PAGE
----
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SNOW LEOPARDS & BIRDS OF LADAKH

In Search of the Ghost of the Mountains

Ladakh Snow Leopard Tours: our Snow Leopards & Birds of Ladakh, India tour is one of those pioneering wilderness adventures that have long been the signature of the company and which represent something quite extraordinary. We are very proud to offer such an unusual wildlife and birding tour. Join us for a unique experience in Ladakh, a very special part of the world. Some great birds too, including  Black-necked Crane, Himalayan Snowcock, Solitary Snipe, Ibisbill, Tibetan Sandgrouse and Mountain Chiffchaff.

Thursday 20th September — Friday 5th October 2018
(16 days)


Leaders: Dave Farrow and Jigmet Dadul

Group Size Limit: 9

Tour Category: Mostly moderate walking and mostly fairly simple camping

The extraordinary wilderness landscapes of Ladakh make this a very special place to travel  (Mark Beaman)

The extraordinary wilderness landscapes of Ladakh make this a very special place to travel (Mark Beaman)

The timing of this special Snow Leopard tour makes it 'the warm option' for visiting Ladakh and observing Snow Leopards. Temperatures are pleasant at this season and not to be compared with the cold of February/March. In addition, the passes to places like Tso Moriri and Tso Kar are open at this time of year, allowing for a more diverse Ladakh experience. Nonetheless, the average Snow Leopard sighting is at greater distance at this season.

The bewitching Snow Leopard is one of the most evocative mammals of our planet and on this tour we will make a big effort to try to see this mythical creature in the majestic mountains of Ladakh.

Although everyone knows about this extraordinary mammal, very few people have ever laid eyes upon it, but in the remote valleys of the Hemis National Park in the western Himalayas we stand a good chance to observe ‘the ghost of the mountains’. We will have to spend plenty of time scanning and patrolling barren mountain slopes, but with a modicum of luck we should be able to get decent views of this most alluring of cats.

Ladakh, "land of high passes", situated in the state of Kashmir Jammu in northern India, is by far the best place in the world to get to grips with this fascinating creature. Until recently, it was virtually impossible to see a Snow Leopard in the wild and the stories of very lucky people who had bumped into one by sheer chance have been perpetrated ad infinitum. Although the Snow Leopard occurs in twelve countries in central Asia, sightings of this incredibly secretive cat have always been sporadic. But now, with the help of our very knowledgeable Ladakhi guide/tracker, Jigmet Dadul, and his expert team, who have studied Snow Leopards for many years and developed an extraordinary knowledge of this elusive creature, we will explore several secluded valleys of the Hemis National Park, where a healthy population of this enthralling mammal survives.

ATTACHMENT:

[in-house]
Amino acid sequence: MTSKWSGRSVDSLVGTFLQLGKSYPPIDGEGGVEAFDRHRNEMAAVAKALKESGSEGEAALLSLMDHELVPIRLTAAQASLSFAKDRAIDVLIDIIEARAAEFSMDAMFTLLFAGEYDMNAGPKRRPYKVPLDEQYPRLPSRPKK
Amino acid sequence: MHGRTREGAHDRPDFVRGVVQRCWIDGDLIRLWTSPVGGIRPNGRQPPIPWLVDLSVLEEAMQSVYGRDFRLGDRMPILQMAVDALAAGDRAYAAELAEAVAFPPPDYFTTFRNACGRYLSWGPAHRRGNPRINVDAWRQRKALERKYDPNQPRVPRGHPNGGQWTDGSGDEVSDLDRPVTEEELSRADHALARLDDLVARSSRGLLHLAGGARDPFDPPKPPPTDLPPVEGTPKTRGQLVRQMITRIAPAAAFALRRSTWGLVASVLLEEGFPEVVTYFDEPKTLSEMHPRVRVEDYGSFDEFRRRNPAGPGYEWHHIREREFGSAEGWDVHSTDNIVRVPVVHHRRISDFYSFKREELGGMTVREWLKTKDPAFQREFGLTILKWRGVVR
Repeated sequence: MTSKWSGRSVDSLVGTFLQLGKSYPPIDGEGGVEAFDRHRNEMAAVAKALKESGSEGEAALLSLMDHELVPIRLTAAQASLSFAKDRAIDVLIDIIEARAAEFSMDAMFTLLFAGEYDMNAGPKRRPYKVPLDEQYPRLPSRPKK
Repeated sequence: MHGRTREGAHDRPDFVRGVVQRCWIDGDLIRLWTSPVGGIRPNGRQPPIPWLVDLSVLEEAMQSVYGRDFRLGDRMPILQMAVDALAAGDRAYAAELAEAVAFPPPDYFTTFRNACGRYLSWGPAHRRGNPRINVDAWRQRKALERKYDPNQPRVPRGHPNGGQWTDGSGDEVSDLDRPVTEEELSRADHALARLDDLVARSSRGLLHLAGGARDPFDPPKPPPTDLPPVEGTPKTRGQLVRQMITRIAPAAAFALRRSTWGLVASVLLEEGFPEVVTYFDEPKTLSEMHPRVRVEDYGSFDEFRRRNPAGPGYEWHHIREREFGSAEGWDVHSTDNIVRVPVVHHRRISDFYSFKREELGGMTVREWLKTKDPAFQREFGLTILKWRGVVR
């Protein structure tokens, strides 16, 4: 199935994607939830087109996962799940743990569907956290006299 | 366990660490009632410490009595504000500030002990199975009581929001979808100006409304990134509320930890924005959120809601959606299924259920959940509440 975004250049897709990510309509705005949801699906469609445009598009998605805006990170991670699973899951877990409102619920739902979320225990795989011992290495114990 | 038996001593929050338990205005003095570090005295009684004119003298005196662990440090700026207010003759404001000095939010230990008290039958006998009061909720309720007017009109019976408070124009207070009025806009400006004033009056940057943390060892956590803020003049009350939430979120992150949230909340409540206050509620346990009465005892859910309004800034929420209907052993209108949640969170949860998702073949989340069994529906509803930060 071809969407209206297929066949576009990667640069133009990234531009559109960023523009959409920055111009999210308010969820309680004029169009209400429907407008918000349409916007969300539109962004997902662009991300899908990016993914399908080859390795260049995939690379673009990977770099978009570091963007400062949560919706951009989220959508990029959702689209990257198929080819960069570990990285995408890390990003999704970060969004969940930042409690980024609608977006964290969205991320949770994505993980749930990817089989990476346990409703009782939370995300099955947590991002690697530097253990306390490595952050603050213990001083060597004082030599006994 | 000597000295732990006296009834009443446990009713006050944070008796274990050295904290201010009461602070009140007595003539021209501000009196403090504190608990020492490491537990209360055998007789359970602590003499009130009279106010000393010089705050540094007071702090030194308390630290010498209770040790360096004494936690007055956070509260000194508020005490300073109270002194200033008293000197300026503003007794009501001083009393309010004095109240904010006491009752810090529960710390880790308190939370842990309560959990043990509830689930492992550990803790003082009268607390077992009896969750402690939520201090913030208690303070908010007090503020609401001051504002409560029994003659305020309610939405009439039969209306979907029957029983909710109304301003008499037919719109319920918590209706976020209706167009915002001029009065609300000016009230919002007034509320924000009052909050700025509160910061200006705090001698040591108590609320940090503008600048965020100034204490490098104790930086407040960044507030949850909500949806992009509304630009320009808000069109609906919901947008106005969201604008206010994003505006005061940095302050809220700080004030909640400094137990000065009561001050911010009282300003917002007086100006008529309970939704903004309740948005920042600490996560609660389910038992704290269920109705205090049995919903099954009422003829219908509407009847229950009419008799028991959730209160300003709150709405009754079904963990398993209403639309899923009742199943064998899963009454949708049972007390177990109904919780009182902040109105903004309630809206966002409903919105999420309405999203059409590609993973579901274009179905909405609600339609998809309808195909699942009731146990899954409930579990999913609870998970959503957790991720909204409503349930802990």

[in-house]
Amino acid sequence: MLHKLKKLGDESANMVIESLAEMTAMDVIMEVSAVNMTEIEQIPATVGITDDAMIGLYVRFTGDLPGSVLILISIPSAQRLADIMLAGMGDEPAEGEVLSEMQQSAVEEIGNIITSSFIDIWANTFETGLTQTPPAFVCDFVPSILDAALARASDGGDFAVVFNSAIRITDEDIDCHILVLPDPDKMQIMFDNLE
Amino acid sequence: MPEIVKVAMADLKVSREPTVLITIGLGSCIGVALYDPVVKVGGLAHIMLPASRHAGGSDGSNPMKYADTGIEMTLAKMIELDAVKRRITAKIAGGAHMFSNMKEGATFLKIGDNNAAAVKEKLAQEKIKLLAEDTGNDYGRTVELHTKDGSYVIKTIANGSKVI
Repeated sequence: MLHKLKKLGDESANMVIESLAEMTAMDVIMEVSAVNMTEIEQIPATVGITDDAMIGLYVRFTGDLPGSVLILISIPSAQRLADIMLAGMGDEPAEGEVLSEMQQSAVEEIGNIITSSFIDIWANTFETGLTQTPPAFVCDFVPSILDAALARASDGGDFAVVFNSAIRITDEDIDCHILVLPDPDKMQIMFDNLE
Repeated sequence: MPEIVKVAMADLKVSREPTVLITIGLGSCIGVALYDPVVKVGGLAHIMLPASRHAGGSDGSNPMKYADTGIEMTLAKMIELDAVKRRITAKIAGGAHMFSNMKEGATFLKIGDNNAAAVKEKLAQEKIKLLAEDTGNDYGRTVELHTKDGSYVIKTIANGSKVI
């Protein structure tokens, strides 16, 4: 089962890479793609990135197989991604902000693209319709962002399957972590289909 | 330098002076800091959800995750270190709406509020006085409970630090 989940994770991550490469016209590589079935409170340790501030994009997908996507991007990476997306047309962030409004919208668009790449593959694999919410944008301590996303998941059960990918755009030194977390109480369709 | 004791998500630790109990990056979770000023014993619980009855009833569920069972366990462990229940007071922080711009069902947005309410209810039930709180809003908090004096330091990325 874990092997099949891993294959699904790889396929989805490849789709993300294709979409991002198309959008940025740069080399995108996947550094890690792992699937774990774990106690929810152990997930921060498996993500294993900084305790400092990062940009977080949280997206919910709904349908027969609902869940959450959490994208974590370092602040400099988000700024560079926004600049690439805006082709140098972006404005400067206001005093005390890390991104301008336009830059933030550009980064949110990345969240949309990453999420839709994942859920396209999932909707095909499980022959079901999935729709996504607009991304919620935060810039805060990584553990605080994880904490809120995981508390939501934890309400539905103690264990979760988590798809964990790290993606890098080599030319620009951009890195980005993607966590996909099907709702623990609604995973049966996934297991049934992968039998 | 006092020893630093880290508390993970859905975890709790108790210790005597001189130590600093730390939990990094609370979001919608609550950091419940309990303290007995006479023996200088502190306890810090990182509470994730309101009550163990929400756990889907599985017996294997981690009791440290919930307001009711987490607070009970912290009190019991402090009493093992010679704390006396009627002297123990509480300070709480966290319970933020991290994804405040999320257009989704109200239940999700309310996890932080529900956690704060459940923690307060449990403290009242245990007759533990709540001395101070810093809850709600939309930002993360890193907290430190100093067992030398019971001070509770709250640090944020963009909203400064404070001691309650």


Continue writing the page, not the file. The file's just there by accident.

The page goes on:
The fauna of Ladakh has much in common with that of Central Asia in general and that of the Tibetan Plateau in particular. The Hemis National park naturally holds good numbers of other large mammals, including Bharal or Blue Sheep, Ladakh Urial, Tibetan Argali, Himalayan Marmot, Woolly Hare, Royle’s Pika, Red Fox and Mountain Weasel.

Hemis is also a marvellous place for birding and we should see Himalayan Snowcock, Lammergeier, Himalayan Vulture, Upland Buzzard, Golden Eagle, Saker Falcon, White-winged (or Güldenstädt’s) Redstart, Wallcreeper, Sulphur-bellied Warbler, Robin Accentor, Tibetan Snowfinch, Fire-fronted (or Red-fronted) Serin and Blyth’s and Streaked Rosefinches.

Ladakh is renowned for its remote mountain beauty and culture. It is sometimes called ‘Little Tibet’ as it has been strongly influenced by Tibetan culture. In the past Ladakh gained importance from its strategic location at the crossroads of important trade routes, but since the Chinese authorities closed the borders with Tibet and Central Asia in the 1960s, international trade has dwindled except for tourism. Since Ladakh is a part of the Kashmir dispute, the Indian military maintains a strong presence in the region.

The Hemis National Park is of course the prime focus of this tour, but we will also visit some other wonderful places.

The wonderful Ibisbill can be found along the Indus River, while elsewhere in the Leh region we can see the splendid Asiatic Ibex and even Grey Wolf.